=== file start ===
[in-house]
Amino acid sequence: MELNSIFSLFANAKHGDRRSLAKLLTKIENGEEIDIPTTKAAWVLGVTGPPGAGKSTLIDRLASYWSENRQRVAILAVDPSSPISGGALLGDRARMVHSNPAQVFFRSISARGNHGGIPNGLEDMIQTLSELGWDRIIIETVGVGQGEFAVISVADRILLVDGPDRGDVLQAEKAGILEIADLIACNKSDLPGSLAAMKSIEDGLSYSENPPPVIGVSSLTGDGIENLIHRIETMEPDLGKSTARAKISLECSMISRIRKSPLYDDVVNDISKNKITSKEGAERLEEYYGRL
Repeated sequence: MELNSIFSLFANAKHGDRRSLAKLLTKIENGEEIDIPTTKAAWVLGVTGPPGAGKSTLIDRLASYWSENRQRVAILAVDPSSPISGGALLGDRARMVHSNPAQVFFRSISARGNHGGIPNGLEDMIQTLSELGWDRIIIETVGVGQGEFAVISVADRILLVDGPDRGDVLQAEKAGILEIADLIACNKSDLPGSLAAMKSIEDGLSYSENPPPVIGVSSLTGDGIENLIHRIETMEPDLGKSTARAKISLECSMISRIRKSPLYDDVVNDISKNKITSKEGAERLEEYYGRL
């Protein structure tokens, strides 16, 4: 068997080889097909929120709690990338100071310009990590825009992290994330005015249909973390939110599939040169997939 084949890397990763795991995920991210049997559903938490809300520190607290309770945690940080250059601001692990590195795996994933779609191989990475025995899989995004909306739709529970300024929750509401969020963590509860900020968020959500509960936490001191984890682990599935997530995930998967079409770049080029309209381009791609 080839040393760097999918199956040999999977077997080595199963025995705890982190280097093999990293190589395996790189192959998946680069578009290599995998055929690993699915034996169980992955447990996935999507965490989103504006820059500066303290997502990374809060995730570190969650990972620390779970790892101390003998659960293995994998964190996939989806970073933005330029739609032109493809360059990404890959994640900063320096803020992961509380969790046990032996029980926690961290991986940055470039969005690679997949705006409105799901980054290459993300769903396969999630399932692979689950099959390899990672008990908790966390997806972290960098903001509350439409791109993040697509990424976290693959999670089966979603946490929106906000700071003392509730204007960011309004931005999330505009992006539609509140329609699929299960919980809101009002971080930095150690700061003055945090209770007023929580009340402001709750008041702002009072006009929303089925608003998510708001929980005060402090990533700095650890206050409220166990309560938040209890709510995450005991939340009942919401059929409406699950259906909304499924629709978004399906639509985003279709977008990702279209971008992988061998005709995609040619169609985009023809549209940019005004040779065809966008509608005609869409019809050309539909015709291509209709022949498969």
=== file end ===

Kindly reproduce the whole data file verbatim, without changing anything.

[in-house]
Amino acid sequence: MELNSIFSLFANAKHGDRRSLAKLLTKIENGEEIDIPTTKAAWVLGVTGPPGAGKSTLIDRLASYWSENRQRVAILAVDPSSPISGGALLGDRARMVHSNPAQVFFRSISARGNHGGIPNGLEDMIQTLSELGWDRIIIETVGVGQGEFAVISVADRILLVDGPDRGDVLQAEKAGILEIADLIACNKSDLPGSLAAMKSIEDGLSYSENPPPVIGVSSLTGDGIENLIHRIETMEPDLGKSTARAKISLECSMISRIRKSPLYDDVVNDISKNKITSKEGAERLEEYYGRL
Repeated sequence: MELNSIFSLFANAKHGDRRSLAKLLTKIENGEEIDIPTTKAAWVLGVTGPPGAGKSTLIDRLASYWSENRQRVAILAVDPSSPISGGALLGDRARMVHSNPAQVFFRSISARGNHGGIPNGLEDMIQTLSELGWDRIIIETVGVGQGEFAVISVADRILLVDGPDRGDVLQAEKAGILEIADLIACNKSDLPGSLAAMKSIEDGLSYSENPPPVIGVSSLTGDGIENLIHRIETMEPDLGKSTARAKISLECSMISRIRKSPLYDDVVNDISKNKITSKEGAERLEEYYGRL
């Protein structure tokens, strides 16, 4: 068997080889097909929120709690990338100071310009990590825009992290994330005015249909973390939110599939040169997939 084949890397990763795991995920991210049997559903938490809300520190607290309770945690940080250059601001692990590195795996994933779609191989990475025995899989995004909306739709529970300024929750509401969020963590509860900020968020959500509960936490001191984890682990599935997530995930998967079409770049080029309209381009791609 080839040393760097999918199956040999999977077997080595199963025995705890982190280097093999990293190589395996790189192959998946680069578009290599995998055929690993699915034996169980992955447990996935999507965490989103504006820059500066303290997502990374809060995730570190969650990972620390779970790892101390003998659960293995994998964190996939989806970073933005330029739609032109493809360059990404890959994640900063320096803020992961509380969790046990032996029980926690961290991986940055470039969005690679997949705006409105799901980054290459993300769903396969999630399932692979689950099959390899990672008990908790966390997806972290960098903001509350439409791109993040697509990424976290693959999670089966979603946490929106906000700071003392509730204007960011309004931005999330505009992006539609509140329609699929299960919980809101009002971080930095150690700061003055945090209770007023929580009340402001709750008041702002009072006009929303089925608003998510708001929980005060402090990533700095650890206050409220166990309560938040209890709510995450005991939340009942919401059929409406699950259906909304499924629709978004399906639509985003279709977008990702279209971008992988061998005709995609040619169609985009023809549209940019005004040779065809966008509608005609869409019809050309539909015709291509209709022949498969």